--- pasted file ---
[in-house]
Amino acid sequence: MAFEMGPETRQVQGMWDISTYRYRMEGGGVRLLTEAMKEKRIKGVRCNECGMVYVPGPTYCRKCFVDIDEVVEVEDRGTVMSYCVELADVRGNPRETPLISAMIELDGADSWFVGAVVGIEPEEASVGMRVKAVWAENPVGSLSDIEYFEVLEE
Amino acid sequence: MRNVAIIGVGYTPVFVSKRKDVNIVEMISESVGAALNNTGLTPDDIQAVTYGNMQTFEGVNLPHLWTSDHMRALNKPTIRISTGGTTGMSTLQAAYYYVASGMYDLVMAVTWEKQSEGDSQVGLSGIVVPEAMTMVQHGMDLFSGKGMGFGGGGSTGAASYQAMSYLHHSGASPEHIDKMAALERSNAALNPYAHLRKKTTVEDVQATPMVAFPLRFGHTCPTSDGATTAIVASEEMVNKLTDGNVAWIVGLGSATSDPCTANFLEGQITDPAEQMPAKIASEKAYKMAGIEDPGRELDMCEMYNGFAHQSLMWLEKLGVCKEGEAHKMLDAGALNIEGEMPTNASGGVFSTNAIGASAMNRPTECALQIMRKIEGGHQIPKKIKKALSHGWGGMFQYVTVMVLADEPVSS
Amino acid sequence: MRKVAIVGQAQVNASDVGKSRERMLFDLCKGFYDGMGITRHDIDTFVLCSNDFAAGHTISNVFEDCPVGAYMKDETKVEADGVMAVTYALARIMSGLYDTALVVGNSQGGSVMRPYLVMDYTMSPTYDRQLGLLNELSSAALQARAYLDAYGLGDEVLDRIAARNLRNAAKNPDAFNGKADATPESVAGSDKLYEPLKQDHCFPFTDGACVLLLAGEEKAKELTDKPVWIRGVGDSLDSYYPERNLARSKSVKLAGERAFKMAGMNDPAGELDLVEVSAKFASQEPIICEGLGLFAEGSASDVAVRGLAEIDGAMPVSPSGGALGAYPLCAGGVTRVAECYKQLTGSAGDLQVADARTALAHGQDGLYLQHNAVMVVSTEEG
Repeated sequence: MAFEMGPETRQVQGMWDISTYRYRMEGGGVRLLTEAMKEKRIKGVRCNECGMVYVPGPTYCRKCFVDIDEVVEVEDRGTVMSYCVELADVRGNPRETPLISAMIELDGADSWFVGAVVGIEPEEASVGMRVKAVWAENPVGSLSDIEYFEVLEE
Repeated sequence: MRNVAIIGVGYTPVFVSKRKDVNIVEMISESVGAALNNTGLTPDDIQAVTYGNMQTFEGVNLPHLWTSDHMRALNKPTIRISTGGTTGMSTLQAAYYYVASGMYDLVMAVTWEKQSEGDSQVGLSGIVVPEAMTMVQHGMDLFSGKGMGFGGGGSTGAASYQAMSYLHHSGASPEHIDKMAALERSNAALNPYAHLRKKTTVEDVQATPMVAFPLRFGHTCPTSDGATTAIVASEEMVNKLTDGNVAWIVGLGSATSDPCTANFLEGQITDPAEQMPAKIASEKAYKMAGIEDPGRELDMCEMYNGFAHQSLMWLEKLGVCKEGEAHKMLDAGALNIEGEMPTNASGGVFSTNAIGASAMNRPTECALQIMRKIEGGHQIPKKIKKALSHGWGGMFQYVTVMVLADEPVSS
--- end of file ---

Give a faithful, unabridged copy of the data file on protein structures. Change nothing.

[in-house]
Amino acid sequence: MAFEMGPETRQVQGMWDISTYRYRMEGGGVRLLTEAMKEKRIKGVRCNECGMVYVPGPTYCRKCFVDIDEVVEVEDRGTVMSYCVELADVRGNPRETPLISAMIELDGADSWFVGAVVGIEPEEASVGMRVKAVWAENPVGSLSDIEYFEVLEE
Amino acid sequence: MRNVAIIGVGYTPVFVSKRKDVNIVEMISESVGAALNNTGLTPDDIQAVTYGNMQTFEGVNLPHLWTSDHMRALNKPTIRISTGGTTGMSTLQAAYYYVASGMYDLVMAVTWEKQSEGDSQVGLSGIVVPEAMTMVQHGMDLFSGKGMGFGGGGSTGAASYQAMSYLHHSGASPEHIDKMAALERSNAALNPYAHLRKKTTVEDVQATPMVAFPLRFGHTCPTSDGATTAIVASEEMVNKLTDGNVAWIVGLGSATSDPCTANFLEGQITDPAEQMPAKIASEKAYKMAGIEDPGRELDMCEMYNGFAHQSLMWLEKLGVCKEGEAHKMLDAGALNIEGEMPTNASGGVFSTNAIGASAMNRPTECALQIMRKIEGGHQIPKKIKKALSHGWGGMFQYVTVMVLADEPVSS
Amino acid sequence: MRKVAIVGQAQVNASDVGKSRERMLFDLCKGFYDGMGITRHDIDTFVLCSNDFAAGHTISNVFEDCPVGAYMKDETKVEADGVMAVTYALARIMSGLYDTALVVGNSQGGSVMRPYLVMDYTMSPTYDRQLGLLNELSSAALQARAYLDAYGLGDEVLDRIAARNLRNAAKNPDAFNGKADATPESVAGSDKLYEPLKQDHCFPFTDGACVLLLAGEEKAKELTDKPVWIRGVGDSLDSYYPERNLARSKSVKLAGERAFKMAGMNDPAGELDLVEVSAKFASQEPIICEGLGLFAEGSASDVAVRGLAEIDGAMPVSPSGGALGAYPLCAGGVTRVAECYKQLTGSAGDLQVADARTALAHGQDGLYLQHNAVMVVSTEEG
Repeated sequence: MAFEMGPETRQVQGMWDISTYRYRMEGGGVRLLTEAMKEKRIKGVRCNECGMVYVPGPTYCRKCFVDIDEVVEVEDRGTVMSYCVELADVRGNPRETPLISAMIELDGADSWFVGAVVGIEPEEASVGMRVKAVWAENPVGSLSDIEYFEVLEE
Repeated sequence: MRNVAIIGVGYTPVFVSKRKDVNIVEMISESVGAALNNTGLTPDDIQAVTYGNMQTFEGVNLPHLWTSDHMRALNKPTIRISTGGTTGMSTLQAAYYYVASGMYDLVMAVTWEKQSEGDSQVGLSGIVVPEAMTMVQHGMDLFSGKGMGFGGGGSTGAASYQAMSYLHHSGASPEHIDKMAALERSNAALNPYAHLRKKTTVEDVQATPMVAFPLRFGHTCPTSDGATTAIVASEEMVNKLTDGNVAWIVGLGSATSDPCTANFLEGQITDPAEQMPAKIASEKAYKMAGIEDPGRELDMCEMYNGFAHQSLMWLEKLGVCKEGEAHKMLDAGALNIEGEMPTNASGGVFSTNAIGASAMNRPTECALQIMRKIEGGHQIPKKIKKALSHGWGGMFQYVTVMVLADEPVSS